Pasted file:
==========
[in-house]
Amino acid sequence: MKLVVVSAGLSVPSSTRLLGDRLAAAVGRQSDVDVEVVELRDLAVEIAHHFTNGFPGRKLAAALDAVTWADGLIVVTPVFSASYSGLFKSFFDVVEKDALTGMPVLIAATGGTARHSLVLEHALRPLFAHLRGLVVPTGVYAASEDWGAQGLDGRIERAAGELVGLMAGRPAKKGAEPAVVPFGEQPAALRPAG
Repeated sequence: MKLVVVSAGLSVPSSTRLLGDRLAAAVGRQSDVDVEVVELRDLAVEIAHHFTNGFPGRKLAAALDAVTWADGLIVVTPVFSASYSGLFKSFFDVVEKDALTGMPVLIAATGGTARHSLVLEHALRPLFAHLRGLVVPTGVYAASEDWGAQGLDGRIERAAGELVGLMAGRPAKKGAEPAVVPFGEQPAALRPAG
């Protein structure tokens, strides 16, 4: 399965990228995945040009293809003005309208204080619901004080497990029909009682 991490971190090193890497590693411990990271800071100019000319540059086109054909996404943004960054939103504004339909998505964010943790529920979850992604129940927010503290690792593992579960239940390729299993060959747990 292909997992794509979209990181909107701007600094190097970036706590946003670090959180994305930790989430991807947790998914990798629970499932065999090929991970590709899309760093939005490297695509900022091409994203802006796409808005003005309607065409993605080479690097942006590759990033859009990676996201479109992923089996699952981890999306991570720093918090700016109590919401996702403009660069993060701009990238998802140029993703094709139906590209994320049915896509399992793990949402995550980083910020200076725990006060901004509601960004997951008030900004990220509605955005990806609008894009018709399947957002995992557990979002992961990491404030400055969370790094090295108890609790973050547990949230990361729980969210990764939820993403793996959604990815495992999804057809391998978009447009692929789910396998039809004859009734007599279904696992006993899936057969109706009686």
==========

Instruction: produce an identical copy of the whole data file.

[in-house]
Amino acid sequence: MKLVVVSAGLSVPSSTRLLGDRLAAAVGRQSDVDVEVVELRDLAVEIAHHFTNGFPGRKLAAALDAVTWADGLIVVTPVFSASYSGLFKSFFDVVEKDALTGMPVLIAATGGTARHSLVLEHALRPLFAHLRGLVVPTGVYAASEDWGAQGLDGRIERAAGELVGLMAGRPAKKGAEPAVVPFGEQPAALRPAG
Repeated sequence: MKLVVVSAGLSVPSSTRLLGDRLAAAVGRQSDVDVEVVELRDLAVEIAHHFTNGFPGRKLAAALDAVTWADGLIVVTPVFSASYSGLFKSFFDVVEKDALTGMPVLIAATGGTARHSLVLEHALRPLFAHLRGLVVPTGVYAASEDWGAQGLDGRIERAAGELVGLMAGRPAKKGAEPAVVPFGEQPAALRPAG
């Protein structure tokens, strides 16, 4: 399965990228995945040009293809003005309208204080619901004080497990029909009682 991490971190090193890497590693411990990271800071100019000319540059086109054909996404943004960054939103504004339909998505964010943790529920979850992604129940927010503290690792593992579960239940390729299993060959747990 292909997992794509979209990181909107701007600094190097970036706590946003670090959180994305930790989430991807947790998914990798629970499932065999090929991970590709899309760093939005490297695509900022091409994203802006796409808005003005309607065409993605080479690097942006590759990033859009990676996201479109992923089996699952981890999306991570720093918090700016109590919401996702403009660069993060701009990238998802140029993703094709139906590209994320049915896509399992793990949402995550980083910020200076725990006060901004509601960004997951008030900004990220509605955005990806609008894009018709399947957002995992557990979002992961990491404030400055969370790094090295108890609790973050547990949230990361729980969210990764939820993403793996959604990815495992999804057809391998978009447009692929789910396998039809004859009734007599279904696992006993899936057969109706009686």